“My transition from an operator to an operator supervisor has truly been a blessing for me and my family. Apart from the prestige that comes with my new position, my monthly salary has more than doubled and I am very grateful for that", Theresa said.

our contribution towards the SDGs

Through our commitment to ethical manufacturing and to catalysing the sustainable growth of the apparel sector in West Africa, we are making meaningful progress towards many of the UN Sustainable Development Goals in particular the following goals --



We believe compliance should be a process of continuous and sustainable improvement, not an exercise in tick boxes and one-off audits. For us, compliance is only the starting point and should not replace a rigourous due diligence approach that applies at every operational level.


As stated above, we are developing our partner factories to sustainably implement living wages, benefits, and empowerment programs to increase workers’ satisfaction and wellbeing. It’s the right thing to do, and it’s also good for business - leading to lower staff turnover, reduced absenteeism, and better productivity.  We are partnering with the UNDP Business Call to Action and the UN Foundation to assess and measure our Impact initiatives.


We are a proud signatory of the Social & Labor Convergence Project (SLCP), a coalition of brands and suppliers focused on developing a converged global assessment to reduce audit fatigue and redirect resources towards improving workers’ lives. We are also contributing to the Ethical Trading Initiative (ETI) NGO Caucus to support best coalitions, frameworks and strategies to promote workers rights and fair purchasing practices around the world.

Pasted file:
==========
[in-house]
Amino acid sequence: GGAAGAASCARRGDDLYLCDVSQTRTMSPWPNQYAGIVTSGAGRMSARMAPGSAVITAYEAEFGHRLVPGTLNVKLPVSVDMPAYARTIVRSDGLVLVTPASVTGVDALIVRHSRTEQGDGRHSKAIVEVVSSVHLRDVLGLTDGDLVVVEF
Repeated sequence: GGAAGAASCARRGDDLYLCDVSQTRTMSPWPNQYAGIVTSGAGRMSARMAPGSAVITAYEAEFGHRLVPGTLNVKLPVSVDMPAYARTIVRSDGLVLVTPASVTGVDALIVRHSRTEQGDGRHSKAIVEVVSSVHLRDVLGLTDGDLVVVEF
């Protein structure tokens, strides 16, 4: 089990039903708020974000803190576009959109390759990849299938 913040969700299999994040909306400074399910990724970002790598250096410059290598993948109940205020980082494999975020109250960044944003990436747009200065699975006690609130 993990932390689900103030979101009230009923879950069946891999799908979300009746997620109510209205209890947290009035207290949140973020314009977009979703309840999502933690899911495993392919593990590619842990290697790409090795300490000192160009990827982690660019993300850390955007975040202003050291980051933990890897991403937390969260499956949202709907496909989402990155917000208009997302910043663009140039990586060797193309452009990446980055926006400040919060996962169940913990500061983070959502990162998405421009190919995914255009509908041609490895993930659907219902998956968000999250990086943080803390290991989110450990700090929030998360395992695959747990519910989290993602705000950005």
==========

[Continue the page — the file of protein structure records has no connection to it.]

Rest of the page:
All our partner factories commit to complete transparency towards continuous improvement on compliance. Our on the ground team continuously works with partners to ensure compliance policies and procedures are enforced at all time and beyond compliance programs are implemented with monitoring and evaluation frameworks. We also conduct rigorous formal assessments against our Social Compliance Improvement tool, which integrates input from a range of standards (ILO, ETI, SMETA, WRAP, SA8000, BSCI, Higg) into 100+ criteria with 4 phases. These assessments are shared with our clients on a regular basis and periodically validated by external bodies.

EAA has zero tolerance for any form of forced labor, and alll our partner factories adhere to the Ethical Trading Initiative (ETI) Base Code. In accordance with the UK Modern Slavery Act, we have developed a formal statement specifying our commitment to implementing and monitoring policies, procedures and continuous training across our factory network.  Click here to read our statement.